Continuous Integration with OpenCPU

November 27, 2013
By

(This article was first published on OpenCPU, and kindly contributed to R-bloggers)

opencpu logo

Starting version 1.0.7, the OpenCPU cloud server adds support for continuous integration (CI). This means that Github repositories can be configured to automatically install your package on an OpenCPU server, every time a commit is pushed. To take advantage of this feature, it is required that:

  1. Your R source package is hosted on Github.
  2. The name of the Github repository is identical to the name of the R package
  3. Your Github user account has a public email address

To setup CI, add the following URL as a ‘WebHook’ in your Github repository:

https://public.opencpu.org/ocpu/webhook

For instructions how to add webhooks, see here. To trigger a build, either push a commit to the master branch, or select the box with the URL and press the Test Hook button. You should receive an email that reports if the installation was successful. If it was, the package will directly be available for remote use through the OpenCPU API.

git hook screenshot

But why?

Continuous Integration in OpenCPU addresses several issues at once:

  • If you introduced a bug and your package fails to install, you get notified by email immediately.
  • Deploy packages/apps on OpenCPU public cloud servers without having to wait until the server synchronizes.
  • You can use CI without relying on a 3rd party service; installing your own OpenCPU server is easy.

Every active R package maintainer could benefit from some sort of CI environment, with or without OpenCPU. Earlier this year, Yihui had a cool blog post about Travis CI (also see r-travis). Simon Urbanek’s rforge.net is another service that provides some auto-building functionality. One way or another, it’s important to frequently check that your all your packages still build, pass unit tests, haven’t introduced conflicts, etc. That way you catch problems immediately while the changes are still fresh in your memory.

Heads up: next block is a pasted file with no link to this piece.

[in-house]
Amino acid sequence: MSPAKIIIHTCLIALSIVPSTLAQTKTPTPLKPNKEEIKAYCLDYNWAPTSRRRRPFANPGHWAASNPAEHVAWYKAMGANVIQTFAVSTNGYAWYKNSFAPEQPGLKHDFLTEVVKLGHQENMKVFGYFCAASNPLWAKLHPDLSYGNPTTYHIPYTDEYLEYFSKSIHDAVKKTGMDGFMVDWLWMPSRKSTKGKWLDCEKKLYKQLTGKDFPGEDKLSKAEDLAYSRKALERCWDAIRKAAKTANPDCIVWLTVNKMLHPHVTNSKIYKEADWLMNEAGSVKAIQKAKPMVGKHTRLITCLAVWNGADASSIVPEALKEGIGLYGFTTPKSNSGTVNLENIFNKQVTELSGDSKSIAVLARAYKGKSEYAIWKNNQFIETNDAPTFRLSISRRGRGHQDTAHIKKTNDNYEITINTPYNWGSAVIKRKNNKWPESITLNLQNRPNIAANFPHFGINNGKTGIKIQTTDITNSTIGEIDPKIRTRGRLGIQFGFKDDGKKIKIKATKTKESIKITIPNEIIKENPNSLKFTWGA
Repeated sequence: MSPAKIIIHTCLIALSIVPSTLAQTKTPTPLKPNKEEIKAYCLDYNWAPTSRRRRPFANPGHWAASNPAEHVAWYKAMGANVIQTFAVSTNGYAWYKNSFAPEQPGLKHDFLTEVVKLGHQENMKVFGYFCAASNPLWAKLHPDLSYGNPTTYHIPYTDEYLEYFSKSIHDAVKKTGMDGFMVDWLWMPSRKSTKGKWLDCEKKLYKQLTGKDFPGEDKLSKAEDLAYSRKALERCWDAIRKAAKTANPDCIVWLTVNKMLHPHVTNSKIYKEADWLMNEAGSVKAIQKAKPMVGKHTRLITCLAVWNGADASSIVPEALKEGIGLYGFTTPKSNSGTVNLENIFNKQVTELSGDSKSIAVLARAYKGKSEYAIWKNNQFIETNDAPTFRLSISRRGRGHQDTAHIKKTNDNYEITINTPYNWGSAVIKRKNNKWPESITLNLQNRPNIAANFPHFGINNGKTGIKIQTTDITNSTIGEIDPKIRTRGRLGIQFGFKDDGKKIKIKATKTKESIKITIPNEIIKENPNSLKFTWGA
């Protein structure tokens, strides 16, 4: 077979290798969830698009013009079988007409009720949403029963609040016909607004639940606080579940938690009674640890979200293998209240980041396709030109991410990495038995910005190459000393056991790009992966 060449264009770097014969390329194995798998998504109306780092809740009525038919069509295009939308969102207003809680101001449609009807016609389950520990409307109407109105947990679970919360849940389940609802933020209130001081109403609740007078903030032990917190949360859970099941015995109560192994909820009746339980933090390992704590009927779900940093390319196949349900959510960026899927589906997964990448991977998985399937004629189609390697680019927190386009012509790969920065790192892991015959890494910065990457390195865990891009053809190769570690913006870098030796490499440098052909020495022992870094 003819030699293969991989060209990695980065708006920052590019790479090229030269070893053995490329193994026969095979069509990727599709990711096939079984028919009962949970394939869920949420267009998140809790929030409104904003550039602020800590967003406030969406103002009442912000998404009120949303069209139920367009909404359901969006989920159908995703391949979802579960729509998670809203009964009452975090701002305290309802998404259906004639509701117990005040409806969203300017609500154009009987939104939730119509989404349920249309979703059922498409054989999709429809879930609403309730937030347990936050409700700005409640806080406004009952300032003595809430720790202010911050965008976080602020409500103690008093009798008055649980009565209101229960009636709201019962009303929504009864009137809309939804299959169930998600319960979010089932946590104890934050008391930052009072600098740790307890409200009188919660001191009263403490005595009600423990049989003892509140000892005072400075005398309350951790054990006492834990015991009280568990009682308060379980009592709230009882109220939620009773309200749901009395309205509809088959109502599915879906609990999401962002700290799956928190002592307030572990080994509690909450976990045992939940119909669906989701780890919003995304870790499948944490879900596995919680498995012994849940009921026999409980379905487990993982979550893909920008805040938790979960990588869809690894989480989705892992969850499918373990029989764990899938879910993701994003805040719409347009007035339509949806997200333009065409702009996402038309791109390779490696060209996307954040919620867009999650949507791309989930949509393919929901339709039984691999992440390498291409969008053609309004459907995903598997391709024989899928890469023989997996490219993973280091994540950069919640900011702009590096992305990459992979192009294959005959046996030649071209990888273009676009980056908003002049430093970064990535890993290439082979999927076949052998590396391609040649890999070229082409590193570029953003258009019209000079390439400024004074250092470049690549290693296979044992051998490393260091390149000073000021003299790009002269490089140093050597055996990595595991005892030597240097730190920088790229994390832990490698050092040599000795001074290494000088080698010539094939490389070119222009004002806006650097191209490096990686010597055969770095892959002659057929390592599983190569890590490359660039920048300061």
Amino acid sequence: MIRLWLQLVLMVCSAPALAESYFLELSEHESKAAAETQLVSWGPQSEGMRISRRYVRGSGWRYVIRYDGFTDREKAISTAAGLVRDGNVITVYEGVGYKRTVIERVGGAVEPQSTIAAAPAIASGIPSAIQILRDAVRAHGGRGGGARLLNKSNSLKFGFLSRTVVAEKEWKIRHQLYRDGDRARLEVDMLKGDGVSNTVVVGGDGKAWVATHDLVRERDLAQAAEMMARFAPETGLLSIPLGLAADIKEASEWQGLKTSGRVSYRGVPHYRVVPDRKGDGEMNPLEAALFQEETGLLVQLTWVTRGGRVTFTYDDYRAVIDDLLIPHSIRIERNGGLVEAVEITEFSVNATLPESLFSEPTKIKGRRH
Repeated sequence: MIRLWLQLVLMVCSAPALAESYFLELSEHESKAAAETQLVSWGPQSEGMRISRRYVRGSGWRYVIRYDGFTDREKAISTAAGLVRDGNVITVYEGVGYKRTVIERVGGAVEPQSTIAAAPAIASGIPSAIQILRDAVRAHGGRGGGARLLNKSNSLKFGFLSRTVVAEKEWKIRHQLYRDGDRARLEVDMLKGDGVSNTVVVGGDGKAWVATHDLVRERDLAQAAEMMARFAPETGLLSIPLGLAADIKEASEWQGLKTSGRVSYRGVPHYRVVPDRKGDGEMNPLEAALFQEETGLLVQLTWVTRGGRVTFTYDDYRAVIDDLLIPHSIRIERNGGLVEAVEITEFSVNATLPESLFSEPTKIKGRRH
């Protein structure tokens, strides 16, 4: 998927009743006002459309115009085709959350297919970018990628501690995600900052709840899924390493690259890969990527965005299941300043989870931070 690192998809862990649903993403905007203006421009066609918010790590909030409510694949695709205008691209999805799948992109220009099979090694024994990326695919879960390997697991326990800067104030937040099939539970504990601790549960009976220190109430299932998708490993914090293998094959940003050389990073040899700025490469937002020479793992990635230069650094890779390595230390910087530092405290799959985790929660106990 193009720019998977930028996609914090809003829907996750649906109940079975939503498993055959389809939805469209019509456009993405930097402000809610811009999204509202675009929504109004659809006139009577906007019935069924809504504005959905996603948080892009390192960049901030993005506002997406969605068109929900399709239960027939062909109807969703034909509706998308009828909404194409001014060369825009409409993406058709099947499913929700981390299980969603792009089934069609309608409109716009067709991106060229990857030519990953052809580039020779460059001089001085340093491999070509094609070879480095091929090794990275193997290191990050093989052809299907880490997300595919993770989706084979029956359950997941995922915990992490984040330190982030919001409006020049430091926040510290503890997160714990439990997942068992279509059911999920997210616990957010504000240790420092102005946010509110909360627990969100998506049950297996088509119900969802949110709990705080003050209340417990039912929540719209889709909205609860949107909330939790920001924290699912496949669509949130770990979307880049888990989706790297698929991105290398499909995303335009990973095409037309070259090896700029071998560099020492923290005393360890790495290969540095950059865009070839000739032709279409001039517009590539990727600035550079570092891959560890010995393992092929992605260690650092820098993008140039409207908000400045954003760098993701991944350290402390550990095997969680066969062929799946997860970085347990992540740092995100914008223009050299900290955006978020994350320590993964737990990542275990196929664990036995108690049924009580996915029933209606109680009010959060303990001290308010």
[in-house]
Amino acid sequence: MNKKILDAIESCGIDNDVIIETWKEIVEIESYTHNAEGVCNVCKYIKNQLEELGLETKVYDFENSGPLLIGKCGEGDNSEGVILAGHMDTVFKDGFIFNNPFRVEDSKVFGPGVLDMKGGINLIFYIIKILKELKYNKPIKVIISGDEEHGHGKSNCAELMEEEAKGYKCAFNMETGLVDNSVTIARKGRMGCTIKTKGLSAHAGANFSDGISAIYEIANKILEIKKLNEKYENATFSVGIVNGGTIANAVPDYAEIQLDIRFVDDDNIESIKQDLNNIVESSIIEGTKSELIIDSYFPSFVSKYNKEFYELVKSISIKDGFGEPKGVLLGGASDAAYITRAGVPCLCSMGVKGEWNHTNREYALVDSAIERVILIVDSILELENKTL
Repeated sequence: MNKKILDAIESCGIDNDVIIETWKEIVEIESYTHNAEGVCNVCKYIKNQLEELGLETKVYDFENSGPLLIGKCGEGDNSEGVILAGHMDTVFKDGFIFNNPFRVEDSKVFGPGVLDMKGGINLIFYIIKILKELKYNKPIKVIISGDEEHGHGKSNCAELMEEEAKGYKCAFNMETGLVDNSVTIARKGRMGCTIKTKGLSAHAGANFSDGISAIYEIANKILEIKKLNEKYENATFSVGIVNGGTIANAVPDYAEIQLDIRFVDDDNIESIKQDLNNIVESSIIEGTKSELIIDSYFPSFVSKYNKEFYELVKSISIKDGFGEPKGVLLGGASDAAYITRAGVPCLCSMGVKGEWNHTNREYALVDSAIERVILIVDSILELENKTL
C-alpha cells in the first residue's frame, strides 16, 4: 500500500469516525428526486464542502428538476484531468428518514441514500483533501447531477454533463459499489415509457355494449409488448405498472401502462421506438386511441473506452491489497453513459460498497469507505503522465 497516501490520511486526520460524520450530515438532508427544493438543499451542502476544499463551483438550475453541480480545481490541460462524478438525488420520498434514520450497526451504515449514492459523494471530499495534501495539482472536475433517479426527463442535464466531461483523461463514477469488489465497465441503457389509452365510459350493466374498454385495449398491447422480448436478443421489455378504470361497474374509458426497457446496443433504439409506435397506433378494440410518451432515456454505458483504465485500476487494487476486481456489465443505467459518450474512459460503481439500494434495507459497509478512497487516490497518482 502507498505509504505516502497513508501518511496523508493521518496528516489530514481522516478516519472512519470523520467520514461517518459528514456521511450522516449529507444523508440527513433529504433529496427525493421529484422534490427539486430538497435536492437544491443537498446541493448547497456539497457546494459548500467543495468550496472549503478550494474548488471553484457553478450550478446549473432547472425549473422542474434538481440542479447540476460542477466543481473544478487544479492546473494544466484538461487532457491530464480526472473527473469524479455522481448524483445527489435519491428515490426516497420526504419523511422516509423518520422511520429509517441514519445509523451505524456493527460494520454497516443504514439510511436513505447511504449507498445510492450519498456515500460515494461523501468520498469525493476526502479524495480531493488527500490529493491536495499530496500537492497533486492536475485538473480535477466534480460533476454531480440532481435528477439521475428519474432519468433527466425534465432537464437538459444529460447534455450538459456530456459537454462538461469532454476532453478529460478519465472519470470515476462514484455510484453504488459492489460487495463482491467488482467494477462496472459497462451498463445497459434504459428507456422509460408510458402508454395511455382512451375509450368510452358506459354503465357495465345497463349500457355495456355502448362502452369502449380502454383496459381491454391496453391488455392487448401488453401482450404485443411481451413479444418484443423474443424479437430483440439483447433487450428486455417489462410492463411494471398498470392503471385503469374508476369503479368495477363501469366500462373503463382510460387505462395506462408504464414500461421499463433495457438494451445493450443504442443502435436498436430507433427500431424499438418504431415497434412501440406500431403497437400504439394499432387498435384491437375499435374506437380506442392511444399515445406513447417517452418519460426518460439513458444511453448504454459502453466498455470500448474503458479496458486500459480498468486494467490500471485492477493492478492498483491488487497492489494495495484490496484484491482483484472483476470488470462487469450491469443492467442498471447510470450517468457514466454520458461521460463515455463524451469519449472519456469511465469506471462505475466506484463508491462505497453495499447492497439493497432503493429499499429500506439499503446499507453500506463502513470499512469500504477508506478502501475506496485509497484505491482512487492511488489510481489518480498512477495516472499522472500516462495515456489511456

Moreover, unexpected changes in R or dependencies are often beyond your control, but can cause your package to work one day, and break the next. The article on Possible Directions for Improving Dependency Versioning in R (The R Journal Vol. 5/1, June 2013) explained that CRAN requires all “current” packages to compatible, which assumes that all package authors are constantly on the lookout for changes in dependencies and reverse dependencies, forever. This system is unsustainable and will eventually have to be revised, but continuous integration can at least help detecting problems as soon as possible.

Final notes

Some final notes/disclaimers: this feature is currently being tested; please let me know if something is not working. To setup your own OpenCPU CI server, you need to configure an SMTP server; which is not yet documented in the PDF manual. Also note that currently only the default (master) branch will be deployed; pushes to other branches are ignored. Finally some packages might not build on the public demo server because of missing system dependencies. If your package needs any particular libraries, send me an email (or set up your own cloud server :-)

To leave a comment for the author, please follow the link and comment on his blog: OpenCPU.

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